Where: Mount Desert Island, near Bangor, Maine, US
What: Sunrise coffee on a mountaintop, camping, hiking – lots of seaside and mountain hiking – running along the carriage roads made by the Rockefellers, kayaking and canoeing, swimming in a lake or in an ocean depending on your choice, cliffside meditation. Should I continue? Snorkelling, cliff climbing, biking, quasi via ferrata, horseback riding, sailing, SUP, slacklining, sirens and sand castles, inline skating, carriage rides, sunset picnics, wine tasting, quaffing a beer from the local microbrewery on a patio. Get the idea?
When: 3-4 days in the summer or fall. Mid-October is when the foliage is at its most flamboyant.
The pickup is full — bikes, wagons, surfboards, camping and climbing gear, and clothing for four… all that was missing was a canoe, but we knew we could rent one there. There are a lot of outdoor activities in Acadia National Park, the most beautiful and diverse place in all of New England, in fact on all of the east coast of the US.
It’s waterfalls, streams, cliffs, lakes, beaches, carriage roads, trails; but above all, its mountainous landscape and its turquoise ocean combine to transport us – just like the explorer who discovered this part of Maine in 1524 – to a part of Greece where mountains are edged in the east by the Aegean Sea: Arcadia. Not surprising that Acadia is today one of the most visited parks in the US.
Situated on an island named “l’Isles des Monts déserts” by Samuel de Champlain, the park is one of the places where many mountains – certainly not all are deserts – dominate the horizon and the most breathtaking landscapes that there are, year after year. It’s more than 47,000 acres, where 20 mountains are surrounded by oceans, scattered with lakes and ponds all interlaced by many pedestrian hiking trails for all skill levels, and intercut with carriage roads where cars are forbidden and carefully cared for over the past few hundred years by outdoor-loving aristocrats, the Rockefellers. The park is an outdoor sanctuary. An exquisite mix of the best of the great outdoors.
There are so many choices at Acadia for the outdoor fanatic, even after many visits. Even the books can’t capture everything that you can do, and I cannot list them all. So, I will share my highlights from my last trip, 10 sunny days spent with my children, 3 and 5 years old.
Seal Harbor: Little known and very quiet, with a marina and unpretentious summer homes. It’s small beach is very private, perfect for building sandcastles.
The Beehive: A hike that almost become a via ferrata with iron ladders and handholds.
The 72km of historic carriage roads were built between 1913 and 1940 by John D. Rockefeller Jr. and his family. Perfect for a car-free bike ride or a walk with the kids and their wagons or berry picking. You can see the two Lodges built way back then with their stone bridges, all very well kept up.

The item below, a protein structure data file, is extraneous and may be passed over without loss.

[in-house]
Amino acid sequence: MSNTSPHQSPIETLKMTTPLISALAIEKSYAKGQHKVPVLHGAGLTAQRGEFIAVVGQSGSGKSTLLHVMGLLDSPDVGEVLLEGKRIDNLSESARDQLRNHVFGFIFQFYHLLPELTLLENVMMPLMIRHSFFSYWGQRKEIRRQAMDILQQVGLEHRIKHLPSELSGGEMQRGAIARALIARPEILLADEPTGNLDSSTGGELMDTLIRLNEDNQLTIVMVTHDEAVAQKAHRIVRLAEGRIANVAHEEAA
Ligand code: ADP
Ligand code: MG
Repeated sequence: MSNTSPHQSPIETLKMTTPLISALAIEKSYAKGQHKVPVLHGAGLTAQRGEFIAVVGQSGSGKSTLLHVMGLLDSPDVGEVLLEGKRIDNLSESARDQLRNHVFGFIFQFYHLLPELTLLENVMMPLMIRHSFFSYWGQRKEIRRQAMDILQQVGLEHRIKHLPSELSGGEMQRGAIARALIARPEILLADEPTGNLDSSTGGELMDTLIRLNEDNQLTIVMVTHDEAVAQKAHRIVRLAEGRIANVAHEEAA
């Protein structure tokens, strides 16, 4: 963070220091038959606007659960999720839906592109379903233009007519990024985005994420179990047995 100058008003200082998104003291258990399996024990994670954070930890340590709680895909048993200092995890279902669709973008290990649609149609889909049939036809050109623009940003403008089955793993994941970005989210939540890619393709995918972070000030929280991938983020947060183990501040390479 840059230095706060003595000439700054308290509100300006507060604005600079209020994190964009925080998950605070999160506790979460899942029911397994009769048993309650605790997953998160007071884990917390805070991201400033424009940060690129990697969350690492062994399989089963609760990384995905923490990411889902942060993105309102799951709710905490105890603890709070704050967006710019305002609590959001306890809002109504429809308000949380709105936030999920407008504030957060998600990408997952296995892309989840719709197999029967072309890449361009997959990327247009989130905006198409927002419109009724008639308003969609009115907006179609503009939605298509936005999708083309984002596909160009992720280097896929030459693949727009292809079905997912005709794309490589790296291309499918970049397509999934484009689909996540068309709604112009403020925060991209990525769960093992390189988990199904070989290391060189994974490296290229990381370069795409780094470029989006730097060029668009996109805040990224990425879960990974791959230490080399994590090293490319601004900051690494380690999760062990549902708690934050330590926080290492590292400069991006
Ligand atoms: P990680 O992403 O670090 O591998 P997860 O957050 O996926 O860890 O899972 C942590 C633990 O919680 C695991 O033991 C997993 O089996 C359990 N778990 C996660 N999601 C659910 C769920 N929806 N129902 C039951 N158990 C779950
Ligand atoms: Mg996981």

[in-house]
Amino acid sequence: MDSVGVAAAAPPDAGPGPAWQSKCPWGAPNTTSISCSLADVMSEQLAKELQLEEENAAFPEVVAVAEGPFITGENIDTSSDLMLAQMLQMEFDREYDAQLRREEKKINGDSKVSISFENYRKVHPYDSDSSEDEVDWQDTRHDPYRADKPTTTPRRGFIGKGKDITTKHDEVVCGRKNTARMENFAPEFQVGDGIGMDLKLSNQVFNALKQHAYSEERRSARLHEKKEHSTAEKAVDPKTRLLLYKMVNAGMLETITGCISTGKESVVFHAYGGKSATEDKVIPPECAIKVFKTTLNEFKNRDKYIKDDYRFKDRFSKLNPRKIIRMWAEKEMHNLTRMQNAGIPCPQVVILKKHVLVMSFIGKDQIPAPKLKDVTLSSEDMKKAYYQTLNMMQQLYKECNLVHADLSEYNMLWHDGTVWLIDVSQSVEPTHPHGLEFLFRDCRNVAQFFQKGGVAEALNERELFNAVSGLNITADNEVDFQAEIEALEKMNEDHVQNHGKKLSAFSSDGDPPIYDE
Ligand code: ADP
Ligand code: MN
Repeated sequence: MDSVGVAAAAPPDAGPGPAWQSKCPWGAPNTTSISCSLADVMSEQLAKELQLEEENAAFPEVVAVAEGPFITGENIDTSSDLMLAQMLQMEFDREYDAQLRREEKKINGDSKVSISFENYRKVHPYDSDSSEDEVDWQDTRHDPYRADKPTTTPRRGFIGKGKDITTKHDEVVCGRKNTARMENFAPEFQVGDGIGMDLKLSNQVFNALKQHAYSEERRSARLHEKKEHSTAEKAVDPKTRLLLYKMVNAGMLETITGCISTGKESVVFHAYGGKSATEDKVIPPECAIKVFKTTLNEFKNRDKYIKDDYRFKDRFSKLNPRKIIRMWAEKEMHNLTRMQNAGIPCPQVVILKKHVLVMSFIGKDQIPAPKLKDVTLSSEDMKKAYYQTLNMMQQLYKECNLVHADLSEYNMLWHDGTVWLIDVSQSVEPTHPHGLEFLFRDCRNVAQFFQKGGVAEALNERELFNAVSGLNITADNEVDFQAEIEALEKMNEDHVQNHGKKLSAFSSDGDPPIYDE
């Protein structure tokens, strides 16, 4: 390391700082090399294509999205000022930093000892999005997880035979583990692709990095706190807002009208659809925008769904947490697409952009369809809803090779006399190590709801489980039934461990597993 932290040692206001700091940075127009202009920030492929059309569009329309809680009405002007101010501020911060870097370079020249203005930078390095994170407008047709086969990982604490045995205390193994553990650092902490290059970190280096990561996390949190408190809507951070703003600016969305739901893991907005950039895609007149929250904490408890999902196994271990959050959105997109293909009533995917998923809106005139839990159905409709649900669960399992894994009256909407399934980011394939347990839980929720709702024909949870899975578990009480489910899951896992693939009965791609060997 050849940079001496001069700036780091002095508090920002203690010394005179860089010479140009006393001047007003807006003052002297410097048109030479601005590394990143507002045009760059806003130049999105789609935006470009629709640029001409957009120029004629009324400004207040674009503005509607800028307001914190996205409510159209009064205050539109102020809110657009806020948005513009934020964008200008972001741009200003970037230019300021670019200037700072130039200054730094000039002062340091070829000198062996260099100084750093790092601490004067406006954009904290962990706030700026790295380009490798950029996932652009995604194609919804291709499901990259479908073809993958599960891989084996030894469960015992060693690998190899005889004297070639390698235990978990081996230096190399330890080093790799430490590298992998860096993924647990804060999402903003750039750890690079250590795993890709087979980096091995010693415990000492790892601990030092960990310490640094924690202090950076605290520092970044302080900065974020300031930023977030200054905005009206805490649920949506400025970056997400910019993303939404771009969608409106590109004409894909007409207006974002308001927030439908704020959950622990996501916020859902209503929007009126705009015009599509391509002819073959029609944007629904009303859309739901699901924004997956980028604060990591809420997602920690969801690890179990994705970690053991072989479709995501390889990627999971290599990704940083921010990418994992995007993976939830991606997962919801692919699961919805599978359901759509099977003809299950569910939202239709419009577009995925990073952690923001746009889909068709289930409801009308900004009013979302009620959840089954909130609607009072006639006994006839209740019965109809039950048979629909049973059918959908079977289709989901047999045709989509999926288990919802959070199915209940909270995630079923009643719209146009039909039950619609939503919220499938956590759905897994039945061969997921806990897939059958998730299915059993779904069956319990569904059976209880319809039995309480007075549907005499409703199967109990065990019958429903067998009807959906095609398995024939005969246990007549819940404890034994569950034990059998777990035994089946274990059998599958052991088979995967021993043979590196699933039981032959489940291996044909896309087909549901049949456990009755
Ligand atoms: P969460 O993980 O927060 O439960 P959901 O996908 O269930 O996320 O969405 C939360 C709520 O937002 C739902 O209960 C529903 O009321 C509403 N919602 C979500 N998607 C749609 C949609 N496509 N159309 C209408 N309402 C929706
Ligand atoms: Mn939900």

Park Loop Road between Sand Beach and Backwoods: If you feel like a long ride, with inline skates or a road bike. The magnificent coast, the ridge, the energizing sea air and the secluded 43.5km of road.
Cadillac Mountain: Warning – at mid-day, this popular tour stop will find you with more tourists than there is horizon. But at the 4:50am sunrise it’s unforgettable. Since it’s accessible by car, and this is the highest peak (467 metres/1,532 feet) on the island, this will create an unforgettable moment with your kids. And if you are lucky, your love will make you an espresso on the spot, thanks to his super quiet stove.
Southwest Harbor Seawall: The best spot to cook up a lobster supper while watching the sunset. Many people come at the end of every day, just to admire its unique outlook.
Bar Harbor village: For its microbrewery.
It’s not possible to do backcountry camping here but there are two campgrounds in the park; one rustic and the other with amenities. Your choice is dependent on which side of the island you plan to visit the most.
Blackwoods Campground: You must reserve, or risk having to backtrack. Or be brave and arrive at 5am to be one of the first in line for any last minute spots. Might as well take advantage of the waiting and do your morning yoga. This is what we did every morning!
Seawall Compound: The sites are first come first serve but also can be reserved in ahead of time. But what peace of mind you might gain might be offset by your drive times as it’s the farthest spot from most of the attractions.
To get to the park from Montreal, allow yourself 7½ hours’ drive time. Might as well break your journey in one of the parks on the way. Here are two possible options:
- Take Interstate I-95 north to Augusta, Maine. Follow Route 3 east to Ellsworth, which will take you straight to Mount Desert Island.
- Take Interstate I-95 north to Bangor, Maine. Once in Bangor, take Route 1A east all the way to Ellsworth, then Route 3 to Mount Desert Island.
Once on the island you won’t need your car since there is a bus system available between June and October.
You’ll understand why this in one of my favourite places for these three reasons.
- You will never run out of things to do,
- The wide variety of landscapes will never cease to impress you,
- Reason number two will allow you to forget all about reason number one, so you will really relax.
There is no reason to run around to see everything and do everything since you know you will be coming back for many years to come.